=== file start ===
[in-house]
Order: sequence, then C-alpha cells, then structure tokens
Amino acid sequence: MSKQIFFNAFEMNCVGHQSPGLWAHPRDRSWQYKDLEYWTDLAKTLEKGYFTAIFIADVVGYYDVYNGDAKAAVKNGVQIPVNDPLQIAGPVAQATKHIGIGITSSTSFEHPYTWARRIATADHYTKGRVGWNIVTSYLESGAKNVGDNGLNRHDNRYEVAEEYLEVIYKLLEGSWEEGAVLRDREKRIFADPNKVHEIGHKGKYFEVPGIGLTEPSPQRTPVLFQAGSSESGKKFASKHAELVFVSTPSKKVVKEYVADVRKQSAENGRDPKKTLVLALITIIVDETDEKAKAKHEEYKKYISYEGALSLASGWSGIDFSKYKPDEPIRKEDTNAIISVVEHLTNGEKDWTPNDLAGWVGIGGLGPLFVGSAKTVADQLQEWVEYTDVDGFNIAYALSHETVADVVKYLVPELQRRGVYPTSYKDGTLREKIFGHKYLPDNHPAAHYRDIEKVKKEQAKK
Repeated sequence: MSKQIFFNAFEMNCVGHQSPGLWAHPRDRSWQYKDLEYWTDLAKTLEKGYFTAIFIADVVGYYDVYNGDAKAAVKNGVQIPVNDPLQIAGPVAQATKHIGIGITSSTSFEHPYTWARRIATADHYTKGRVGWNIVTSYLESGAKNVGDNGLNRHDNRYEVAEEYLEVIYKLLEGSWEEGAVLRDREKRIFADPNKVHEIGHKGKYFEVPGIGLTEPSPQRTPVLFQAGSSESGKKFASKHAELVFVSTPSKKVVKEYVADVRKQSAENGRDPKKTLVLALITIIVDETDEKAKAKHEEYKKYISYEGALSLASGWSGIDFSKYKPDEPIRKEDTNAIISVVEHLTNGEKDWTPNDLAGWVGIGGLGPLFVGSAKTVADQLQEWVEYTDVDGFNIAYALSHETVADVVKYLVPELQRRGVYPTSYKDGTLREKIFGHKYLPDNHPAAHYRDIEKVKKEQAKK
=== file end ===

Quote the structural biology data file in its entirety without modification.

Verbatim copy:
[in-house]
Order: sequence, then C-alpha cells, then structure tokens
Amino acid sequence: MSKQIFFNAFEMNCVGHQSPGLWAHPRDRSWQYKDLEYWTDLAKTLEKGYFTAIFIADVVGYYDVYNGDAKAAVKNGVQIPVNDPLQIAGPVAQATKHIGIGITSSTSFEHPYTWARRIATADHYTKGRVGWNIVTSYLESGAKNVGDNGLNRHDNRYEVAEEYLEVIYKLLEGSWEEGAVLRDREKRIFADPNKVHEIGHKGKYFEVPGIGLTEPSPQRTPVLFQAGSSESGKKFASKHAELVFVSTPSKKVVKEYVADVRKQSAENGRDPKKTLVLALITIIVDETDEKAKAKHEEYKKYISYEGALSLASGWSGIDFSKYKPDEPIRKEDTNAIISVVEHLTNGEKDWTPNDLAGWVGIGGLGPLFVGSAKTVADQLQEWVEYTDVDGFNIAYALSHETVADVVKYLVPELQRRGVYPTSYKDGTLREKIFGHKYLPDNHPAAHYRDIEKVKKEQAKK
Repeated sequence: MSKQIFFNAFEMNCVGHQSPGLWAHPRDRSWQYKDLEYWTDLAKTLEKGYFTAIFIADVVGYYDVYNGDAKAAVKNGVQIPVNDPLQIAGPVAQATKHIGIGITSSTSFEHPYTWARRIATADHYTKGRVGWNIVTSYLESGAKNVGDNGLNRHDNRYEVAEEYLEVIYKLLEGSWEEGAVLRDREKRIFADPNKVHEIGHKGKYFEVPGIGLTEPSPQRTPVLFQAGSSESGKKFASKHAELVFVSTPSKKVVKEYVADVRKQSAENGRDPKKTLVLALITIIVDETDEKAKAKHEEYKKYISYEGALSLASGWSGIDFSKYKPDEPIRKEDTNAIISVVEHLTNGEKDWTPNDLAGWVGIGGLGPLFVGSAKTVADQLQEWVEYTDVDGFNIAYALSHETVADVVKYLVPELQRRGVYPTSYKDGTLREKIFGHKYLPDNHPAAHYRDIEKVKKEQAKK